More changes ahead in world agriculture trade
U.S. agricultural exports have been on a wild ride the past few years, but be prepared for even more volatility, an ag official says.
“This (world ag trade) is not going to be smooth. The volatility we’re going to see going forward, as a result of China and everything else going on, is something we all have to wrap our heads around,” said Gregg Doud, immediate past chief agricultural negotiator with the Office of the U.S. Trade Representative.
“This is really important going forward,” he said.
Doud spoke Feb. 23 in a webinar on “Ag Trade: Outlook on Global Markets and Negotiations.” The event, open to the news media, was sponsored by the Oak Brook, Ill.-based Farm Foundation, which says it “accelerates practical solutions for agriculture.”
Also on the panel were Kanlaya Barr, senior economist with John Deere; Cassandra Kuball, vice president of Michael Torrey Associates, a lobbying firm; and Sharon Sydow, senior economist in the Office of the Chief Economist of the U.S. Department of Agriculture.
“2020 was a really good year for U.S. ag exports, after a real slow start,” said Doud, who recently joined Aimpoint Research as vice president of global situational awareness and chief economist.
China remains crucial for continued progress in ag exports. That goal became easier because, after recent trade negotiations, more than 4,000 U.S. ag production facilities now are eligible to export their products to China, up from about 1,500 eligible facilities before the negotiations, Doud said.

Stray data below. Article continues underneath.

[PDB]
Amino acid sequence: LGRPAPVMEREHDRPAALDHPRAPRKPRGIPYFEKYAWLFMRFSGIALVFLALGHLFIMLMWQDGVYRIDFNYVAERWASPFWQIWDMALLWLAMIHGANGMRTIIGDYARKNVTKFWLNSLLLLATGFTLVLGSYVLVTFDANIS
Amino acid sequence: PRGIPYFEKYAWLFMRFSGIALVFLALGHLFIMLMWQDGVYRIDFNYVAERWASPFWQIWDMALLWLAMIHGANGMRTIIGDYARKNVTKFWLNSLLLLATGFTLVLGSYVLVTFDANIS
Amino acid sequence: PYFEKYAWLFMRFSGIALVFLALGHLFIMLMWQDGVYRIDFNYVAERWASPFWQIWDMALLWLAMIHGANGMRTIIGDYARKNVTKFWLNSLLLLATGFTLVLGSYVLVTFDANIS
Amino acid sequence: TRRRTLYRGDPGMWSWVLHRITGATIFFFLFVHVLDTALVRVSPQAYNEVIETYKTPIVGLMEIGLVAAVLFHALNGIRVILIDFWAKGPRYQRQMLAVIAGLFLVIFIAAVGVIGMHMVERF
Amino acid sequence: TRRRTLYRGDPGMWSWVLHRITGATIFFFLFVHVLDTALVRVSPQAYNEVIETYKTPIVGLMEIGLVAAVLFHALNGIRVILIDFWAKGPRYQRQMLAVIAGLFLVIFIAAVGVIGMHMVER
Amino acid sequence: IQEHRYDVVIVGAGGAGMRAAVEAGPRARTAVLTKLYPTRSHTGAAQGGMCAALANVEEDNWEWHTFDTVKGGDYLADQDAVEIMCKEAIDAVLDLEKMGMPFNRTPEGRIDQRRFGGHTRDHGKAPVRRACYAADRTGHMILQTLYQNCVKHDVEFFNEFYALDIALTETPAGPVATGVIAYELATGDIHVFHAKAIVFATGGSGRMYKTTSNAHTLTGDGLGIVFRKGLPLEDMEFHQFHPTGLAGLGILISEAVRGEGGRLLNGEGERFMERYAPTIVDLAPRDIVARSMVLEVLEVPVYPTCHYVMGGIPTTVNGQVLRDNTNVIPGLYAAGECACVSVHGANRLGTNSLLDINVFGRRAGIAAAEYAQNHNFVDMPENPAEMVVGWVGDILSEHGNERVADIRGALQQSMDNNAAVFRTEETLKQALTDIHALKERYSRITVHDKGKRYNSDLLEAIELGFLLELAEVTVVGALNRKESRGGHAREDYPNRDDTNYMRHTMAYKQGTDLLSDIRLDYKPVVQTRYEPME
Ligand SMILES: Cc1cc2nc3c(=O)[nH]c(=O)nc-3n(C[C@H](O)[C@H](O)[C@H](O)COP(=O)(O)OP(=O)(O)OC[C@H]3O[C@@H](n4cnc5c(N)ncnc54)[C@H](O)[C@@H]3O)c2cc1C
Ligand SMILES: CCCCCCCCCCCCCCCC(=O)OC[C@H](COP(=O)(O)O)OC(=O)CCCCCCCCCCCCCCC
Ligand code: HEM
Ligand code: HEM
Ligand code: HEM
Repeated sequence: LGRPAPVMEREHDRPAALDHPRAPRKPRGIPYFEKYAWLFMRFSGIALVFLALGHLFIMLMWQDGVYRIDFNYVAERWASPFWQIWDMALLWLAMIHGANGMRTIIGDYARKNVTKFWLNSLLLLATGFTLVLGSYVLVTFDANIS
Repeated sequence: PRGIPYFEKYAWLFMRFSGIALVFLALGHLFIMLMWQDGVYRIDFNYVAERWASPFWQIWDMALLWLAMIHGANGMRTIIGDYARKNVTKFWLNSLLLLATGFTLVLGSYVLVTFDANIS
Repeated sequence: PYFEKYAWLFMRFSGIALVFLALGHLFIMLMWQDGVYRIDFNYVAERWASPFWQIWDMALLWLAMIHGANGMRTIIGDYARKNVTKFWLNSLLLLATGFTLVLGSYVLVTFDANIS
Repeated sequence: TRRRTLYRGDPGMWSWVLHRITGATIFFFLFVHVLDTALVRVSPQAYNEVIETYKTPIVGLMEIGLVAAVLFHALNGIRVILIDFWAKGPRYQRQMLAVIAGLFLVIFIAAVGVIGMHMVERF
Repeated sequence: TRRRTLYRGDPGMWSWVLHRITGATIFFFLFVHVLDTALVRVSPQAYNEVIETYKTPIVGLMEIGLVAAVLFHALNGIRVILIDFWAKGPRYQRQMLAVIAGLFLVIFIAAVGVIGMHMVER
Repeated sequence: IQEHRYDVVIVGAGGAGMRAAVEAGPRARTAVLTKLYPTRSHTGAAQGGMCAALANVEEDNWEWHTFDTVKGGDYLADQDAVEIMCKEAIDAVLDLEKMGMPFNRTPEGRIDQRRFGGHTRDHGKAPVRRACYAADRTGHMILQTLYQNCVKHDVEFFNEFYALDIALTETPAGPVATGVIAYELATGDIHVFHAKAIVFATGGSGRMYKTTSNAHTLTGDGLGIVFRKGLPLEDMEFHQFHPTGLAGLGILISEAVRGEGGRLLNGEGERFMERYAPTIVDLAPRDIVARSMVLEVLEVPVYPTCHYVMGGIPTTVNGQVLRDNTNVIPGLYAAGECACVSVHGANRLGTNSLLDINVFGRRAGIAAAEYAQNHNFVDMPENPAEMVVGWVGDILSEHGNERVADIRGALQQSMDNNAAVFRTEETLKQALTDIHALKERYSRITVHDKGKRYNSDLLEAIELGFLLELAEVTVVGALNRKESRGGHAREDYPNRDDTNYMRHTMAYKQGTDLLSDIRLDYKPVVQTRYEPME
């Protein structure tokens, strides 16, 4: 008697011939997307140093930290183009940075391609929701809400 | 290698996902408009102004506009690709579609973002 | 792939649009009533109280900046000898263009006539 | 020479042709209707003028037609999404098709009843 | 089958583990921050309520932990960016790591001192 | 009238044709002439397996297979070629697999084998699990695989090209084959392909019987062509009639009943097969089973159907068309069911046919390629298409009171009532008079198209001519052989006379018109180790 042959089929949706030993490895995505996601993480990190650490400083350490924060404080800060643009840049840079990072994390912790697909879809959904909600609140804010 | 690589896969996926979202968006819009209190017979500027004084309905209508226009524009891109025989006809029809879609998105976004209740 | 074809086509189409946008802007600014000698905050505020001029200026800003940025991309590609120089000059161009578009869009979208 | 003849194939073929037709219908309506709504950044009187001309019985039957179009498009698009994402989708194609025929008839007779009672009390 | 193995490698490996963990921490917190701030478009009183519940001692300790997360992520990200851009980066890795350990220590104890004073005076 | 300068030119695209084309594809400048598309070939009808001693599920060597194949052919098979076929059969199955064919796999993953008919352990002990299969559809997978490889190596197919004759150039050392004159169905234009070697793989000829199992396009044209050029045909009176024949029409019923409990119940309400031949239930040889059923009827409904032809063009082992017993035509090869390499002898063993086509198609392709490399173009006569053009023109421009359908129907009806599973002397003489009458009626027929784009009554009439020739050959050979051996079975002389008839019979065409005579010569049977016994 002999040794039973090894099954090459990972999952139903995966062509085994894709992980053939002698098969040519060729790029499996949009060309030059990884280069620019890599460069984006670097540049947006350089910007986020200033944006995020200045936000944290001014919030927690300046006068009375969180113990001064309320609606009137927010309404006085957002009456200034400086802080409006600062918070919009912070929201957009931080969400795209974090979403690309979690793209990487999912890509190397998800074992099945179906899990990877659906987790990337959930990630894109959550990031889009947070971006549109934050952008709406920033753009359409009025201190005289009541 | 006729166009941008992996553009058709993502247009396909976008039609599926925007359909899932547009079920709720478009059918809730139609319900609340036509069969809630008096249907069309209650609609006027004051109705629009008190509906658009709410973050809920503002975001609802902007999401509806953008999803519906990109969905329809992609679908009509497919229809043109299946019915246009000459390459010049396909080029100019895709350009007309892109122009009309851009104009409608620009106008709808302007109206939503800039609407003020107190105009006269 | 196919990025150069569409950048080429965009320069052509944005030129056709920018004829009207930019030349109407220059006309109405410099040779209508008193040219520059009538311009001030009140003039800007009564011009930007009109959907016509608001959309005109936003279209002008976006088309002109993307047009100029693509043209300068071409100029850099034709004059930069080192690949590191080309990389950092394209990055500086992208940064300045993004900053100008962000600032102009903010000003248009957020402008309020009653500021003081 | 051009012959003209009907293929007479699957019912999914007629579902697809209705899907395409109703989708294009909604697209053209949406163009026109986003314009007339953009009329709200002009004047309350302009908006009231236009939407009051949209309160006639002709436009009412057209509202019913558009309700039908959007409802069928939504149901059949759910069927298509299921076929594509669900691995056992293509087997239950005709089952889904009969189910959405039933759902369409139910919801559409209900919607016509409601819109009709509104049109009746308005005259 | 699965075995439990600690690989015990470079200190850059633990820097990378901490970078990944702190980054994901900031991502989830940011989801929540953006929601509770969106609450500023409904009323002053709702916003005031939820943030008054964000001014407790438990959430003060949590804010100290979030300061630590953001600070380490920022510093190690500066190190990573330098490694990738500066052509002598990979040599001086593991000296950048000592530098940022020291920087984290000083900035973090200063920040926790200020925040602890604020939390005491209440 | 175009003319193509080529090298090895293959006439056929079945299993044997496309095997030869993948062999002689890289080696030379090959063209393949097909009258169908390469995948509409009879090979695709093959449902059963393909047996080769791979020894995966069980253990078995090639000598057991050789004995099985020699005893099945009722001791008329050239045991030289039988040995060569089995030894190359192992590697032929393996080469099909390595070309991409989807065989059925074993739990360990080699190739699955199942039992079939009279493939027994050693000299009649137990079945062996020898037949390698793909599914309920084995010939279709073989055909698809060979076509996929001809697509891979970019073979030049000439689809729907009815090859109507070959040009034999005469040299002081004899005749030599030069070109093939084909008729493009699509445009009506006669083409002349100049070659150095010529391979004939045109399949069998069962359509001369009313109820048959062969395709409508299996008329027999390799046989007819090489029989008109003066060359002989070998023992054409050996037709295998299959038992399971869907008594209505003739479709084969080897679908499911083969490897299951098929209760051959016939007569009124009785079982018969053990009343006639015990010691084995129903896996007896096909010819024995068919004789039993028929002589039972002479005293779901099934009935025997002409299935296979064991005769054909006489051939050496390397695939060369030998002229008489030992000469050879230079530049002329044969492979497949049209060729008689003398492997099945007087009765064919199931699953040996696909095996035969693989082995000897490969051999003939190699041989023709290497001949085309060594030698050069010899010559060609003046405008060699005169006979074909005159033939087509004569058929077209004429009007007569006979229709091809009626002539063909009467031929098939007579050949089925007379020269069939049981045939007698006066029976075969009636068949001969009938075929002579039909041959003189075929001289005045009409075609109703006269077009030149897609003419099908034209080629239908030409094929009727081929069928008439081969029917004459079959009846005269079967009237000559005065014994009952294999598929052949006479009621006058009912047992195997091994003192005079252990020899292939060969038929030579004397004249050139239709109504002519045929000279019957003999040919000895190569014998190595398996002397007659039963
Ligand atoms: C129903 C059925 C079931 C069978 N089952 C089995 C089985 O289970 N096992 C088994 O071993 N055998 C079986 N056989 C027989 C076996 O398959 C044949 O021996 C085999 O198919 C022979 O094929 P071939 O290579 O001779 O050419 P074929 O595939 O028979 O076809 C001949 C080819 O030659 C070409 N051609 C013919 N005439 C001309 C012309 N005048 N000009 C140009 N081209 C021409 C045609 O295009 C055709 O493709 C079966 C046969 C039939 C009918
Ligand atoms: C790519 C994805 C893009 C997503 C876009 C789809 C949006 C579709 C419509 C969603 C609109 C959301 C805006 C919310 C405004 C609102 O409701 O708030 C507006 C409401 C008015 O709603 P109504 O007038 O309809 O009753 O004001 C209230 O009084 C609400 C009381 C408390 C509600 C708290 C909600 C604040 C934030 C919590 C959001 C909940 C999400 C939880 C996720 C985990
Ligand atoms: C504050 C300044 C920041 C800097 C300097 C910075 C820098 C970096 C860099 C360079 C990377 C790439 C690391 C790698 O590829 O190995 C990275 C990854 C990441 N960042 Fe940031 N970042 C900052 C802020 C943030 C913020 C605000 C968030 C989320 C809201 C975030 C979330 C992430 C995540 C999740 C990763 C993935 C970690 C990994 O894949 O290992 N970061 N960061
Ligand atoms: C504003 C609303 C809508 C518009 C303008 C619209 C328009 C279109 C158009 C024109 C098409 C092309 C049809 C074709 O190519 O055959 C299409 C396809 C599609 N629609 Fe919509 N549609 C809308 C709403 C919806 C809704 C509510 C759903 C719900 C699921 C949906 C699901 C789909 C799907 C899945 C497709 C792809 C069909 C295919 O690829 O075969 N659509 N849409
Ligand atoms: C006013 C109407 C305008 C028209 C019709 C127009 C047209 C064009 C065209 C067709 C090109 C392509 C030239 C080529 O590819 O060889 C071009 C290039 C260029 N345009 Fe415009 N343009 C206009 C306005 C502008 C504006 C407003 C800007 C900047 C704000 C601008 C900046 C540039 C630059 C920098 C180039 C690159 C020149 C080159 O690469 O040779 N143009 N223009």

“This is a very big thing to keep in mind as we go forward. The improvements in market access we now have in place are going to treat us well,” Doug said.
But the U.S. needs to “be competitive in world marketplace on prices, not just in China but everywhere,” he said, noting that the weaker American greenback makes U.S. products more affordable.
Doug pointed to this crucial but sometimes overlooked development: Last year, China banned swill-feeding of hogs. Swill-feeding is cooked food waste, or table scraps, fed to hogs.
The Chinese government said swill-feeding was a major contributor to the spread of deadly African swine fever.
“Keep in mind that half the hogs in the world are in China, and maybe half those hogs at times were fed food scraps,” Doud said. As China “expands more into Western-style (livestock) confinement operations, it’s important to lay in food supplies” — some of it imported grains.
Sydow recapped recent USDA projections for strong 2021 U.S. ag exports.
But competition from Russia, Brazil and Argentina is strong and growing, requiring U.S. ag exports to become more competitive, she said, stressing that exports are essential for many U.S. ag commodities to continue growing.
Barr said she grew up in Thailand. When she left two decades ago, farmers there were “planting and harvesting rice by hand,” using water buffalo. Today, technology and trade has changed how world ag operates.
World trade has helped to reduce poverty globally, and ag exports, in turn, are crucial to U.S. ag. About 20% of total U.S. ag production is exported, she noted.
Kuball looked primarily at the policy side of U.S. ag. Her employer, Washington, D.C.-based Michael Torrey, says it “has served companies and organizations who want their voices heard in Washington on a wide range of issues in agriculture, food and financial services. With experience in lobbying, coalition building, issues management and communications, our team specializes in building custom engagement strategies for every client.”
Under the Biden administration, issues such as climate change and multilateral trade agreements will take on greater prominence. “Food and agriculture will be very much on the table,” she said.
Value-added food products are increasingly important. “We’re going beyond bulk (food exports),” and that needs to be considered in U.S. ag trade negotiations, she said.
Source: Ag Week